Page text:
One gift that Hillary Clinton is unlikely to enjoy on her 60th birthday Friday is the premiere of "Hillary Uncensored," a scathing documentary whose 13-minute trailer has been No. 1 on Google Video since Oct. 10, with more than 1.1 million views to date.
The film's first full-length showing is scheduled for Friday night at Harvard University, followed by viewings at universities through the weekend and a wrap Tuesday at the Metropolitan Club in New York City.
Among the allegations summarized in the documentary:
— Bill and Hillary Clinton solicited cash from Peter F. Paul, an international lawyer and businessman, even after Hillary Clinton's campaign manager told The Washington Post she would not take money from him;
— FBI agents and U.S. attorneys colluded with the Clintons to keep Paul, who pleaded guilty in March 2005 to one count of securities fraud, tangled up in the criminal courts for years;
— The Clintons made sure Paul was kept in a Brazilian prison for 25 months from 2001 to 2003, including 58 days in a maximum security cellblock nicknamed the "Corridor of Death," while the Justice Department waited to extradite him;
— Hillary Clinton still hasn't filed reports to the FEC enumerating Paul's excessive contributions to her 2000 Senate campaign.
Hillary Clinton's 2008 presidential campaign spares no kindness about its view of Paul, whose long arrest record, officials say, demonstrates his inherent deceit.
"Peter Paul is a professional liar who has four separate criminal convictions, two for fraud. His video repackages a series of seven-year-old false claims about Senator Clinton that have already been rejected by the California state courts, the Justice Department, the Federal Election Commission and the Senate Ethics Committee," Clinton's campaign said in a statement to FOXNews.com.
While it's a coincidence that the film about the New York senator and Democratic presidential candidate is being released on her birthday, the movie's producers say it is no accident the film's trailer is getting such attention.
Douglas Cogan, a businessman-turned-associate producer and researcher for the film, said he's made it his mission to expose what he calls "the greatest campaign finance fraud that ever has been committed."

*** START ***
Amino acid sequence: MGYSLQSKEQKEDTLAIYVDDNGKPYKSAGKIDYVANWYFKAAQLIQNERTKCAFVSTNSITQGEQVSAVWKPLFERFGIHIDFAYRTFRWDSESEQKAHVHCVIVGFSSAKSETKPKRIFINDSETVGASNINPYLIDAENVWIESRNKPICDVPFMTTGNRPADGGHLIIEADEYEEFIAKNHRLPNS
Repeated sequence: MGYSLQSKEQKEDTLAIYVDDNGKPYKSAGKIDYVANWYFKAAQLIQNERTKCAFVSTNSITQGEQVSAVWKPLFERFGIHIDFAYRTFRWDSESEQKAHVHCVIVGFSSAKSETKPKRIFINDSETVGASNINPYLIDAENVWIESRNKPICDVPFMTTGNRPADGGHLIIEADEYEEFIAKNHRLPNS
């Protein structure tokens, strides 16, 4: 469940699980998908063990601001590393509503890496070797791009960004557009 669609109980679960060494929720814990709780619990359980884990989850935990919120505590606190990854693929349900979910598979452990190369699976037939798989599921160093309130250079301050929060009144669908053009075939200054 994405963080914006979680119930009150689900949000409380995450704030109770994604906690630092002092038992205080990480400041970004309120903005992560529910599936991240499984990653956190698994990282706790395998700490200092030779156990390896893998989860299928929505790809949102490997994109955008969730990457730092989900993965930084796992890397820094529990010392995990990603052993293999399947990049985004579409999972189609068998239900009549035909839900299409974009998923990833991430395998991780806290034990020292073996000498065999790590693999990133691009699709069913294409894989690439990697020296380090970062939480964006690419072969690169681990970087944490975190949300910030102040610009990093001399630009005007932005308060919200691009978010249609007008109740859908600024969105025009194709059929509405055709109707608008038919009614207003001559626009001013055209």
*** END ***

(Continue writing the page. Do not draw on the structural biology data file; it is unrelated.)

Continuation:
The Clintons think "they are truly above the law," Cogan said. "My country has never seen anyone like Hillary Rodham Clinton."
The allegations in the film are not new, although much of the video is. The film resurrects claims made by the thrice-convicted Paul that he unwittingly agreed to violate election-funding laws in exchange for a pledge from Bill Clinton to work with him in his new venture, Stan Lee Media, after Clinton left the presidency.
The documentary revisits Paul's claim that, in exchange for Bill Clinton's promise to promote Stan Lee Media overseas, for which Paul said he was willing to pay $17 million, he also agreed to produce an August 2000 fundraising gala in Hollywood for Hillary Clinton's 2000 New York Senate campaign.
"My interest in supporting Hillary Clinton was specifically to hire Bill Clinton," Paul told FOXNews.com in a telephone interview, noting that Clinton's 2000 Senate campaign "concocted" the whole idea of the fundraiser.
Paul said he believed that in exchange for organizing the gala, "I had accomplished the hiring of the president of the United States to work with me when he left the White House."
The gala cost $1.2 million, which was under-reported to the Federal Election Commission and led to the arrest of Clinton's then-Senate campaign fundraising chief, David Rosen.
Rosen was found not guilty; a co-host of the gala, Aaron Tonken, was sentenced in a separate case to more than five years in prison for misappropriating funds for charity to pay for fundraisers featuring Hollywood celebrities.
Paul never got to work with Bill Clinton. Stan Lee Media filed for Chapter 11 bankruptcy in February 2001, long after it became apparent to Paul that Clinton wasn't going to join the company and, Paul alleges, had stolen one of Stan Lee Media's chief investors.
Paul writes off prior convictions in the 1970s for cocaine possession and defrauding Fidel Castro of $8.7 million as part of an international anti-Castro effort gone wrong. He adds that the securities fraud plea that he agreed to cop in March 2005 was to get out of jail after 43 months in Brazilian and New York prisons. He still is awaiting sentencing on that plea despite being under house arrest since then.
As for the Rosen case, he calls that a farce aimed at getting a Clinton crony off the hook. The accompanying civil case, he said, also set a legal precedent Hillary Clinton later used to get out of being a defendant in his case against her and her husband.
"I am not the one-dimensional villain that I am portrayed to be, but I am the victim not only of the Clintons" but of their associates, who Paul says tried to steal his assets and wrap him up in a corrupt court system.